The charity is also focused on providing an area that children can also enjoy a full range of fitness activities, allowing them to enjoy getting fit at an early age and also offering respite to parents.

“We’re a family friendly fitness organisation,” said Sara. “Any events that we run, children are welcome to come along to. It helps single parents who can’t afford childcare to come along, and also gets young people interested in fitness.”

For more information on Projekt 42 and the services and classes it provides visit the charity’s website or email [email protected]

New premises will offer greater health support

Social enterprise gym is going from strength to strength

Projekt 42 is set to expand after flourishing at its temporary premises.

A new larger site just off of Leith Walk has been secured for the gym and planners gave the green light to the proposals at the end of last year.

The new-build will include fitness studios, an indoor cycle studio, and classrooms to host workshops including nutrition and food planning, counselling and a fitness academy to provide affordable fitness qualifications to young adults in Edinburgh.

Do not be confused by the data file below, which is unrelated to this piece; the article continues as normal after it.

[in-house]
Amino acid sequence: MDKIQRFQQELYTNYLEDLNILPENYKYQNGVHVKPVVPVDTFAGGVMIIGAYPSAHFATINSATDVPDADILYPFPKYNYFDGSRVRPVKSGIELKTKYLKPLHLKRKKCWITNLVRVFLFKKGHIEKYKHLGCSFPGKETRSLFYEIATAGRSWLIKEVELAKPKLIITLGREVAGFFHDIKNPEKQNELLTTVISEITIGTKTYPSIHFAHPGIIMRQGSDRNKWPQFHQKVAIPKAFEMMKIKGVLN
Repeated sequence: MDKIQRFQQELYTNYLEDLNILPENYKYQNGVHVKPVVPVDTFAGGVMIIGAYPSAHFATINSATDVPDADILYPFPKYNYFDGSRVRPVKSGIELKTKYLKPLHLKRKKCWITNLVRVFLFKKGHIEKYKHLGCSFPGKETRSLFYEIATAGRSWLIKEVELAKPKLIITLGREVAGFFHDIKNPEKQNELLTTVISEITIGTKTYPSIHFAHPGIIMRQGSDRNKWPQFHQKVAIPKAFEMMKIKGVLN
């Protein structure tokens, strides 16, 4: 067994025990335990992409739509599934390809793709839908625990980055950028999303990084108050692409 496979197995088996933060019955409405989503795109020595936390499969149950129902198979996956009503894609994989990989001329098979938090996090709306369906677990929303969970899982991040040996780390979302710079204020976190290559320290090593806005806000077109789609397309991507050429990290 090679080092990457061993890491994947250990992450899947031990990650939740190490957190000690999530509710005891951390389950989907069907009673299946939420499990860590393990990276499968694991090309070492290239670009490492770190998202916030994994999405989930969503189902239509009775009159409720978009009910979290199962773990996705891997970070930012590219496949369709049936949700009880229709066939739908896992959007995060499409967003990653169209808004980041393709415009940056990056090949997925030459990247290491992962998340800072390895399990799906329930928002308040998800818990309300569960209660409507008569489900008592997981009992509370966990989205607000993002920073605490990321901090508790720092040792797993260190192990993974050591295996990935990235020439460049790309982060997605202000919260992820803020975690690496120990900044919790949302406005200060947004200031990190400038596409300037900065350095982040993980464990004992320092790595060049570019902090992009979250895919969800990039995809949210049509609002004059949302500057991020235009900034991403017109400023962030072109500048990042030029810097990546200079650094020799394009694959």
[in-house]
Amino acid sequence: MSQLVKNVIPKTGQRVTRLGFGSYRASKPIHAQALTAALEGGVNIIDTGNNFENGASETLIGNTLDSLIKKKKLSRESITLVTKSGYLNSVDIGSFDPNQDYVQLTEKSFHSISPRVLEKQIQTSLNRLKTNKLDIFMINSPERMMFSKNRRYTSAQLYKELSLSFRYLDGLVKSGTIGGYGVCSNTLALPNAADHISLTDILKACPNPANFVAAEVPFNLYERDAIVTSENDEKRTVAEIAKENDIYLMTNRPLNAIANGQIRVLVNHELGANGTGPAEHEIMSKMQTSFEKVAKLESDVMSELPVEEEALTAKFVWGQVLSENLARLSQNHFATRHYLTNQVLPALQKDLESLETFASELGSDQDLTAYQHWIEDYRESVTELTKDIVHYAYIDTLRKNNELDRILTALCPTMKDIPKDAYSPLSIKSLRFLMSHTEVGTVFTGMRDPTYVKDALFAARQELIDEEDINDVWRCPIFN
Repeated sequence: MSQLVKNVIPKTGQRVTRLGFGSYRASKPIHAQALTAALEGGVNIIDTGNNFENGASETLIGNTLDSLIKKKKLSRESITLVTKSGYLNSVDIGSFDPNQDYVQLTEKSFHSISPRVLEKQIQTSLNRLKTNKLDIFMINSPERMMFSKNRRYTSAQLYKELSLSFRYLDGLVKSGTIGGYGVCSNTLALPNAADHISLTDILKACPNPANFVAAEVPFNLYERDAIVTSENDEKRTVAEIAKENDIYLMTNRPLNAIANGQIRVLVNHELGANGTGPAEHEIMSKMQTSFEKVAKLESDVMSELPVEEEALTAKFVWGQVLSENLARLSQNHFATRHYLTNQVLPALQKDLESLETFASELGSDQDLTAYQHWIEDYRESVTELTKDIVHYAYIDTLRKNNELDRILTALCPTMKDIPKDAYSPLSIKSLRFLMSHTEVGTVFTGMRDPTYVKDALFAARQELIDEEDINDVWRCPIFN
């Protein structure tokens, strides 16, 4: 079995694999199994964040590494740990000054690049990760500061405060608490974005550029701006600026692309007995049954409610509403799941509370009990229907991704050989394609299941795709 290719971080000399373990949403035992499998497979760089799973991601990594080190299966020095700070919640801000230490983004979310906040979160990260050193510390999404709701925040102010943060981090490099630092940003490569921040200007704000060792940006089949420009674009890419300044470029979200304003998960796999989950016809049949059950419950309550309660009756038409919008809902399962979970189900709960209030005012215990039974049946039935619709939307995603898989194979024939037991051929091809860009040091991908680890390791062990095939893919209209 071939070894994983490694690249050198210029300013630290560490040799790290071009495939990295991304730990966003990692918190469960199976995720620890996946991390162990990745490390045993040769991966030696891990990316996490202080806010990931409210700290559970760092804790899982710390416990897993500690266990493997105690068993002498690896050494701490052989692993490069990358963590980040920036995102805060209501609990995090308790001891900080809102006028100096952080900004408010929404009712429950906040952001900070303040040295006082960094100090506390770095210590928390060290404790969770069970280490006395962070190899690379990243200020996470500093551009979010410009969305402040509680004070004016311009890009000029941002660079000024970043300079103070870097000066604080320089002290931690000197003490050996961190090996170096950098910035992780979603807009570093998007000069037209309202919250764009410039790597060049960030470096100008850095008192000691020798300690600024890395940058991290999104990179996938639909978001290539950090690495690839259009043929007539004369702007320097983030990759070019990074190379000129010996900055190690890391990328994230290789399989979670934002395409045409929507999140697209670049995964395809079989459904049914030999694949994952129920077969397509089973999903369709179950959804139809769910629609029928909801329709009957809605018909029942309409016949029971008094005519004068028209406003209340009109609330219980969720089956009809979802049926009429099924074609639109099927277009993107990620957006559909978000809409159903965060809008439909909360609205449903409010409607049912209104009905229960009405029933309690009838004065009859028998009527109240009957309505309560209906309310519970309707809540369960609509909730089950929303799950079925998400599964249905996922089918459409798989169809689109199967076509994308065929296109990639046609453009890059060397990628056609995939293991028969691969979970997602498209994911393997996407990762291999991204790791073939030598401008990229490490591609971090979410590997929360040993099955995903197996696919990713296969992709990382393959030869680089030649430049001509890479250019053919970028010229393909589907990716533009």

The charity’s founder Sara Hawkins said that Projekt 42 is aiming to expand the services it provides, particularly in relation to offering equipment for disabled people.

She said: “There are a number of individuals, because of the lack of space we have just now, who we can only provide limited access to. In terms of equipment and space we cannot overcome these barriers quite yet.

“But we are moving to a site that’s only 200 metres up the road. We have land that we are building a new pre-fabricated structure on. We are midway through the phase of raising money for the new centre. We need to raise an additional £150,000. We’re doing a lot of grant applications and are also looking at loans too.

“It’s quite challenging to provide a range of facilities, from our point of view it is very expensive. To build a service that meets everyone’s needs is incredibly challenging. There are a lot of costs involved in making sure our service is completely accessible. The type of gym equipment is specialised, and comes at a premium. However we are fully committed to providing this and our new centre will be a space for absolutely everyone.”